RBI governor Raghuram Rajan
RBI governor Raghuram Rajan. (Reuters)

The Raghuram Rajan Committee report says that Bihar, Uttar Pradesh, Odisha and Jharkhand are the most backward states in India and Gujarat is 'less developed.'

The Committee was set up by the Finance Minister P Chidambaram under the RBI Governor and former chief economic advisor Rajan to categorize states according to their developmental indices, which will be used to allocate appropriate funds by the Centre to the states.

The report also found Goa, Kerala, and Tamil Nadu as the most advanced states in the country.

The report also stated that Gujarat, touted as a highly urbanized state by chief minister Narendra Modi, is in fact 'less developed.' Modi has been chanting the mantra of the 'Gujarat Model' to promote his prime ministerial aspirations.

The list categorizes Punjab, Maharashtra, Uttarakhand and Haryana as 'relatively developed' states.

Following the findings, the Committee recommended that each state should get a fixed basic allocation of 0.3 percent of overall funds and additional financial support based on need and performance.

The Committee came to the conclusion of the least and most developed states based on the 'multi dimensional index' (MDI) model to transfer funds to the states. They divided the states into three categories after finding out their MDI scores.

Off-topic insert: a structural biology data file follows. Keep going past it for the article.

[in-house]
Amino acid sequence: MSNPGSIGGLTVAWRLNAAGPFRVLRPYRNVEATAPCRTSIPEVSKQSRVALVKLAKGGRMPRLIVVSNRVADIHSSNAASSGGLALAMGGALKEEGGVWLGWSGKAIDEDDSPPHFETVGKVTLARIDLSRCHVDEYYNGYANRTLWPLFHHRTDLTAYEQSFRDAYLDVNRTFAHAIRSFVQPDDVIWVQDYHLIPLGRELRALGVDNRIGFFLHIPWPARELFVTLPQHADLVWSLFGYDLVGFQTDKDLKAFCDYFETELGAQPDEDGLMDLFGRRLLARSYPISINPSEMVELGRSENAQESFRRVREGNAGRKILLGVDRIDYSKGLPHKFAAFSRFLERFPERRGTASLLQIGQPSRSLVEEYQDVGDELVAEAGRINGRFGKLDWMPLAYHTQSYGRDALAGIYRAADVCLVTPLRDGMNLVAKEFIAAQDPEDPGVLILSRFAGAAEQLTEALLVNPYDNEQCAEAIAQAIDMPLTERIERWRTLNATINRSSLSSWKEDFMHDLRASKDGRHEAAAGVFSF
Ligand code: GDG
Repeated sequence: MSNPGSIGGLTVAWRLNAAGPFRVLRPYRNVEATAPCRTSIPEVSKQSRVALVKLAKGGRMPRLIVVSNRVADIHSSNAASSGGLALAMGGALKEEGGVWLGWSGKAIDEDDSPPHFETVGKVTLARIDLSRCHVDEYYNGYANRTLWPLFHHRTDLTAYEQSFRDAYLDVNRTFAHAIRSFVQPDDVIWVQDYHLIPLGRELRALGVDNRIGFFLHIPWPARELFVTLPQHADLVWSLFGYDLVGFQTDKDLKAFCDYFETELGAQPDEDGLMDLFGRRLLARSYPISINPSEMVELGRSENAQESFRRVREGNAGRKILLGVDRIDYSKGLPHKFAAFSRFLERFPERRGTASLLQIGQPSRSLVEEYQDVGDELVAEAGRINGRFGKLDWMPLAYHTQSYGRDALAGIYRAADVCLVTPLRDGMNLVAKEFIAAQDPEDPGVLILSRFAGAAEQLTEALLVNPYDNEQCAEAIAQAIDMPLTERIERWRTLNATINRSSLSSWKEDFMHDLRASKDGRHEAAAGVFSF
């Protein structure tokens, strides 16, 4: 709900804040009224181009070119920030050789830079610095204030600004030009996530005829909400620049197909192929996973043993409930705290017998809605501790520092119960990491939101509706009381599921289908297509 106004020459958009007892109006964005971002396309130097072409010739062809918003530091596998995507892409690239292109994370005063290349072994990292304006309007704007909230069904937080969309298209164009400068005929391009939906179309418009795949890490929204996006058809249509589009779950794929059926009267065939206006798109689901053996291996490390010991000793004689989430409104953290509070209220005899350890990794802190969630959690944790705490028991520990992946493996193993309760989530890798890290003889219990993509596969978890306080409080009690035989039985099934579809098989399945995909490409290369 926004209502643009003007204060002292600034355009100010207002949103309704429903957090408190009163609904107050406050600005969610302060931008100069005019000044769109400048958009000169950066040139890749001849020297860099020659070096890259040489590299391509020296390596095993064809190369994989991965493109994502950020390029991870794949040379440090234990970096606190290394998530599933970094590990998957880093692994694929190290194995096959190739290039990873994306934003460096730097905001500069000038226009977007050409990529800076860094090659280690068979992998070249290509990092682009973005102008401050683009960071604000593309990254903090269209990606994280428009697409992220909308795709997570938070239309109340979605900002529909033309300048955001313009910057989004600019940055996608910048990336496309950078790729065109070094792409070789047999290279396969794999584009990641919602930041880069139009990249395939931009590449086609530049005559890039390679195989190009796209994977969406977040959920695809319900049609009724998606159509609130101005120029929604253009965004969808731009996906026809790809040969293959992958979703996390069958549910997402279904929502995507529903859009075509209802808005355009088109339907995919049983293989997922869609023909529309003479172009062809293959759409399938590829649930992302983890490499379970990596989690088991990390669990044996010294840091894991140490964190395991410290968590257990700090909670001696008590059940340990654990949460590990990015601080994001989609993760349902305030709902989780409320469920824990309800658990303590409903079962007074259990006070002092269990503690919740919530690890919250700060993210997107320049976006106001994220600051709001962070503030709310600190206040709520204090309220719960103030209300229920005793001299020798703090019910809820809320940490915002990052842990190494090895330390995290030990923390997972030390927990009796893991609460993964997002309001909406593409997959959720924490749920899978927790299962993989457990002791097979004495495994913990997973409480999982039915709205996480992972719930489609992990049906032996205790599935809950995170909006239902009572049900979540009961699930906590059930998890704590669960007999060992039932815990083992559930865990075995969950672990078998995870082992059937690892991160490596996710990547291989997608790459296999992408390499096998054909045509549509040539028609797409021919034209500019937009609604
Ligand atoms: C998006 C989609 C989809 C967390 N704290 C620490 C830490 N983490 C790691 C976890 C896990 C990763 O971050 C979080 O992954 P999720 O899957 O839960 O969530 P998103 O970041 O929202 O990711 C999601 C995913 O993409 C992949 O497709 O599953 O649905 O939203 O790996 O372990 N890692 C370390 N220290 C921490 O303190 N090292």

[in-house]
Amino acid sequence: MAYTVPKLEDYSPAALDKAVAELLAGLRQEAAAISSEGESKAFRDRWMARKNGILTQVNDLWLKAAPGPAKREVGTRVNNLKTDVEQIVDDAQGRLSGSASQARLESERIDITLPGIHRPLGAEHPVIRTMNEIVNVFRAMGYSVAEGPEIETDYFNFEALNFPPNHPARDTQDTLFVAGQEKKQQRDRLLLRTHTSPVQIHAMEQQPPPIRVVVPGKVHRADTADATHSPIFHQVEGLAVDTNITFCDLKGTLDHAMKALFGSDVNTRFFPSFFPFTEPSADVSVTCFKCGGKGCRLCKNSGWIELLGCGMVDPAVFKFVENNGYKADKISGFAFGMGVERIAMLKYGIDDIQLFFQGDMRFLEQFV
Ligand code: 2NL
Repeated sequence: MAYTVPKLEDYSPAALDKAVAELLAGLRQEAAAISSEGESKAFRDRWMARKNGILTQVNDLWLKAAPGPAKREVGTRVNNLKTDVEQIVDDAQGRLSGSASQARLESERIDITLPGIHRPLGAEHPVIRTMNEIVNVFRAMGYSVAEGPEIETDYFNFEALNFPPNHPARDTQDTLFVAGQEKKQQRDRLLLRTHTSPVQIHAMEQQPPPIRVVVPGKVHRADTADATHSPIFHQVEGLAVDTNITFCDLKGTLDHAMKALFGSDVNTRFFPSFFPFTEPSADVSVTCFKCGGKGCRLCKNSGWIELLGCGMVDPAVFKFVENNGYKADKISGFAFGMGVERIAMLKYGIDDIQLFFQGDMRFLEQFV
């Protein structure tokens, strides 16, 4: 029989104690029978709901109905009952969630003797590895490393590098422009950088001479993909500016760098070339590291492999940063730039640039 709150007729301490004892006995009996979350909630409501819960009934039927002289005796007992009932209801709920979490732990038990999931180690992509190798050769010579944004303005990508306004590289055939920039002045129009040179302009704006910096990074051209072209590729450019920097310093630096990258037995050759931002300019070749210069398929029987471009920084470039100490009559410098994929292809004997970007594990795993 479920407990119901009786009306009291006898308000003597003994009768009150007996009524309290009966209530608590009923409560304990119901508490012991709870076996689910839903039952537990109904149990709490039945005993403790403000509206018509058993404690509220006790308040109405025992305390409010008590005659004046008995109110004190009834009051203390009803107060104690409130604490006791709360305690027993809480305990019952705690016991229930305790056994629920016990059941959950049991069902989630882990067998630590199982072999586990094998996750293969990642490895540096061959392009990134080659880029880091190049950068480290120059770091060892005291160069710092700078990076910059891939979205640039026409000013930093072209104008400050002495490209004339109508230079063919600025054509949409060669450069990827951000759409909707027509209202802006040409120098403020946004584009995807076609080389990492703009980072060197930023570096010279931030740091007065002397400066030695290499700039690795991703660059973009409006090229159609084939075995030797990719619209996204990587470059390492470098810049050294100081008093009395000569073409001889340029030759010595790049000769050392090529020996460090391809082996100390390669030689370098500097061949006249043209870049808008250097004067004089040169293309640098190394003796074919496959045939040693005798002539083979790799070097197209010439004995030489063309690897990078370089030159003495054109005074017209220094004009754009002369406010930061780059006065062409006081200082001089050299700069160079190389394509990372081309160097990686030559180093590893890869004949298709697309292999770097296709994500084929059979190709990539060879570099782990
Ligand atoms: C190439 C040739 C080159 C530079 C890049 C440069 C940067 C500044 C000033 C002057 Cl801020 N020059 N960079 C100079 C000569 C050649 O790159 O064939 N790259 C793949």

The findings of the report will now identify the 'special category' for states.

Chief minister Nitish Kumar has been constantly demanding that Bihar should be classified as a 'special category' state to get more central funds.

The committee recommended that Bihar should get 12.04 percent of the total funds allocated for states by the Centre rather than its current share of 7.42 percent. 8.42 percent has been recommended for Rajasthan as opposed to 4.79 percent, Odisha 6.53 percent as against 4.62 percent and Madhya Pradesh 9.56 percent rather than its current 6.91 percent share. It has also been suggested that Uttar Pradesh should get the largest share of 16.4 percent of the total funds up from its current 10.1 percent, reports Live Mint.

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